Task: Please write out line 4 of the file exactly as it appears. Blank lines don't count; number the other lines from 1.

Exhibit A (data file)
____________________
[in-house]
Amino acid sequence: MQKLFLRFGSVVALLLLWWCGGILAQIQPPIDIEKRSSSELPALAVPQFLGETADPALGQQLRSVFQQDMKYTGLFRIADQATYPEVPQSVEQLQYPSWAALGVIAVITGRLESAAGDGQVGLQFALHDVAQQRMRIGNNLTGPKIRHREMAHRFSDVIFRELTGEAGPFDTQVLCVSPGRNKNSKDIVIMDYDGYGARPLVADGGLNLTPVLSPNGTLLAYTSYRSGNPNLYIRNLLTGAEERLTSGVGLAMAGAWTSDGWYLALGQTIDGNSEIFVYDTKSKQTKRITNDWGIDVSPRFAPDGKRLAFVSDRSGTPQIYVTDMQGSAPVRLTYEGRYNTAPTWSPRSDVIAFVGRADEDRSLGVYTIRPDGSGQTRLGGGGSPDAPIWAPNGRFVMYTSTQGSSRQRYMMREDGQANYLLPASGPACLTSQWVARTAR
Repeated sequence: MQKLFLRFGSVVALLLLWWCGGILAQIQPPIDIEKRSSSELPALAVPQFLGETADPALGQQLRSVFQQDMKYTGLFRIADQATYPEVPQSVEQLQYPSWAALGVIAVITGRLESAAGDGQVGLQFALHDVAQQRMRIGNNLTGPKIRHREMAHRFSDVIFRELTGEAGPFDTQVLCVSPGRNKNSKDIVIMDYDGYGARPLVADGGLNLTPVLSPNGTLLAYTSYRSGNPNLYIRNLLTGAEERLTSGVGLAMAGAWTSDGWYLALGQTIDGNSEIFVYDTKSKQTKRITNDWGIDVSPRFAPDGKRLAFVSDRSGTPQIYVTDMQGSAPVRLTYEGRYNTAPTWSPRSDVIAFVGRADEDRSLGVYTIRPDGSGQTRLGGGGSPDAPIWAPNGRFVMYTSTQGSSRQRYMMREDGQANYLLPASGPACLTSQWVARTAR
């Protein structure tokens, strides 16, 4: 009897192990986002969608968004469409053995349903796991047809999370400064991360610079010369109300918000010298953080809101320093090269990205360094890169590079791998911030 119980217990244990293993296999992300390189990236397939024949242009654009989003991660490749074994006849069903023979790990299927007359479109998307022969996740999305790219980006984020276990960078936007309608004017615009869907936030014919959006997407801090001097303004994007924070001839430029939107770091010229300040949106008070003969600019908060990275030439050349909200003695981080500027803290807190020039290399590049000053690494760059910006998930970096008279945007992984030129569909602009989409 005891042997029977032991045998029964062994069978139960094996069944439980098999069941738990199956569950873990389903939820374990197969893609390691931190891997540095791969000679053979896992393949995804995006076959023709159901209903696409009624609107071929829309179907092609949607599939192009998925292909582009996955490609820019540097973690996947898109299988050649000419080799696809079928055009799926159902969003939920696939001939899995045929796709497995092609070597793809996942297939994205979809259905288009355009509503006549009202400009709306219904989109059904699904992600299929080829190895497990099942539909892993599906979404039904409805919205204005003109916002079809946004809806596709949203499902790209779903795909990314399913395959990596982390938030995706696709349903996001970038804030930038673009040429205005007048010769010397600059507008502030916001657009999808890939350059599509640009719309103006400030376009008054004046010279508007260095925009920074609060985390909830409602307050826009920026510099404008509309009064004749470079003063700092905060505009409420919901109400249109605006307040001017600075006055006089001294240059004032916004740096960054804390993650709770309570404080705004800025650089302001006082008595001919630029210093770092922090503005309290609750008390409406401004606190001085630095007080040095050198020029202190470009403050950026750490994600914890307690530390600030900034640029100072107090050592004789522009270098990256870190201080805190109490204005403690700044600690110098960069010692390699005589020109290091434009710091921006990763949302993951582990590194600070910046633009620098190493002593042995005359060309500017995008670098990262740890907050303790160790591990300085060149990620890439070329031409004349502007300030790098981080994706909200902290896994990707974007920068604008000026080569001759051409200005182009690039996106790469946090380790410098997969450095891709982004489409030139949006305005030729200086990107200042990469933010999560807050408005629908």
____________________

């Protein structure tokens, strides 16, 4: 009897192990986002969608968004469409053995349903796991047809999370400064991360610079010369109300918000010298953080809101320093090269990205360094890169590079791998911030 119980217990244990293993296999992300390189990236397939024949242009654009989003991660490749074994006849069903023979790990299927007359479109998307022969996740999305790219980006984020276990960078936007309608004017615009869907936030014919959006997407801090001097303004994007924070001839430029939107770091010229300040949106008070003969600019908060990275030439050349909200003695981080500027803290807190020039290399590049000053690494760059910006998930970096008279945007992984030129569909602009989409 005891042997029977032991045998029964062994069978139960094996069944439980098999069941738990199956569950873990389903939820374990197969893609390691931190891997540095791969000679053979896992393949995804995006076959023709159901209903696409009624609107071929829309179907092609949607599939192009998925292909582009996955490609820019540097973690996947898109299988050649000419080799696809079928055009799926159902969003939920696939001939899995045929796709497995092609070597793809996942297939994205979809259905288009355009509503006549009202400009709306219904989109059904699904992600299929080829190895497990099942539909892993599906979404039904409805919205204005003109916002079809946004809806596709949203499902790209779903795909990314399913395959990596982390938030995706696709349903996001970038804030930038673009040429205005007048010769010397600059507008502030916001657009999808890939350059599509640009719309103006400030376009008054004046010279508007260095925009920074609060985390909830409602307050826009920026510099404008509309009064004749470079003063700092905060505009409420919901109400249109605006307040001017600075006055006089001294240059004032916004740096960054804390993650709770309570404080705004800025650089302001006082008595001919630029210093770092922090503005309290609750008390409406401004606190001085630095007080040095050198020029202190470009403050950026750490994600914890307690530390600030900034640029100072107090050592004789522009270098990256870190201080805190109490204005403690700044600690110098960069010692390699005589020109290091434009710091921006990763949302993951582990590194600070910046633009620098190493002593042995005359060309500017995008670098990262740890907050303790160790591990300085060149990620890439070329031409004349502007300030790098981080994706909200902290896994990707974007920068604008000026080569001759051409200005182009690039996106790469946090380790410098997969450095891709982004489409030139949006305005030729200086990107200042990469933010999560807050408005629908």